The Mummy: Brendan Fraser and Rachel Weisz's adventurous romp catches lightning in an urn

I like The Mummy. At a pinch, I'm pretty sure I could shut my eyes, clear my mind and play the whole movie in my head from start to finish. I have watched it many times.

The Mummy: Brendan Fraser and Rachel Weisz's adventurous romp catches lightning in an urn

It started when I was 10, when my loved ones all crowded in my grandfather's flat to watch the then new-ish movie on VCD. There were murders, dead bodies coming back to life, and a monster which could command sand into a huge version of its face, big enough to swallow a plane! It was completely terrifying. I couldn't wait to watch it , and it has been basically playing on loop, in the background of my life, ever since.

The plot of the 1999 film is pretty straightforward. Anck-Su-Namun immediately takes her own life, with the understanding that Imhotep will bring her back from the dead. However, before he could, he's put to death and buried with a curse: that if anyone should dare release himhe'll return as an all-powerful mummy. Fast forward to Egypt in the 1920s, where archaeological digs are all of the rage after the discovery of Tutankhamun's tomb... you can see where it's going.

The cinematic result is an absolute joy. While technically it is a picture of a 1932 movie of the exact same title from Karl Freund, the manager behind the classic Dracula with Bela Lugosi, The Mummy of 1999 is very much its own thing: comedy and terror and adventure all perfectly balanced.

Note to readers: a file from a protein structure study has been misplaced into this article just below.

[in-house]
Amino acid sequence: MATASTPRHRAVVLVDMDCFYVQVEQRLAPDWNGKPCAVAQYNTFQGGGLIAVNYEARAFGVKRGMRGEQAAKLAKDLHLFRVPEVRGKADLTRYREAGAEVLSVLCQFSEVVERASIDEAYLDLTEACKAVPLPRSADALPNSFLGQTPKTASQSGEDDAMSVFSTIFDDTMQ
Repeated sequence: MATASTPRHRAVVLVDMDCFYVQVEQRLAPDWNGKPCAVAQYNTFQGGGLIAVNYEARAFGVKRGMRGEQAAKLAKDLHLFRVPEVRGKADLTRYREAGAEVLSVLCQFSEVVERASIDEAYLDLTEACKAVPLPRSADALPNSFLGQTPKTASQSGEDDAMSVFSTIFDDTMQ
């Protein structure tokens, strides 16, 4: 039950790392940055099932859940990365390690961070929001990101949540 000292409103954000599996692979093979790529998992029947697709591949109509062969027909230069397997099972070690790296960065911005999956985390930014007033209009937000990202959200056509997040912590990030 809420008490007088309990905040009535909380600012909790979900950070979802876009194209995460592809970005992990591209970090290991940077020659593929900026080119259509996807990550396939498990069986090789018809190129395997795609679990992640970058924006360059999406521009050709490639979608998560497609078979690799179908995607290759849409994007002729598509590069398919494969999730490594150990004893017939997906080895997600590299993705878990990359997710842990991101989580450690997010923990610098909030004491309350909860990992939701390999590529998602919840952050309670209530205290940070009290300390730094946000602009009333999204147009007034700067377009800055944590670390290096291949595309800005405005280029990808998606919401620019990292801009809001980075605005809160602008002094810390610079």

Brendan Fraser, as rakish American adventurer Rick O'Connell, swings seamlessly from action hero to comic lead. The three of them spend the film getting into unnatural scratches, fighting baddies both dead and living, and rebounding one-liners off each other professionally and continuously. Arnold Vosloo performs the titular Mummy as equally sinister and tragic without ever undermining the humor of the movie.

The older I get, the more I realise that they captured lightning in a bottle for this film and, to almost the same degree, with its sequel The Mummy Returns. It's superbly written, perfectly cast and as they walk the difficult line between terror and bizarre comedy, somehow everybody is tonally on the same page. Never is the infrequent collision of great luck and ability at The Mummy more apparent than when you encounter the abject failure of this third movie in the franchise,'' The Mummy: Tomb of the Dragon Emperor. It's a fantastic concept in theory and most of the core cast are inside, doing their very best. And remove Weisz, amplify the role of the annoying son and toss in a couple of yetis (if I were joking), and the magic is gone. Not even Michelle Yeoh can save it. It's abominable. Leave it out of the rewatch cycle. Pretend it does not exist.

The thing about seeing the same movie so many times starting from age 10 is that it has grown up with me. I don't just love The Mummy for the nostalgia of it all -- it's an objectively excellent film -- but memories of the various times I've watched it do operate just like a golden thread through my life. I'm 10 watching it with my extended family. I am 14 and it is playing on the TV of my buddy's living room as she, her mother and I drink milkshakes, and as time passes, that afternoon arrives to reside in my head as a representation of school summer holidays. I'm 17 and putting the DVD of The Mummy Returns to the participant and my dad asks what movie it is. I tell him it is the sequel to The Mummy. "Then shouldn't it be called. . .The Daddy?" He replies with a laugh.

The Mummy is the best rewatch film -- both for its comfort in its familiarity and at the newest details you enjoy on each seeing, even the 100th. Horror provides way to humour. Different jokes become less funny. Villains become less black and white. I'm going to be watching this film for the rest of my life.

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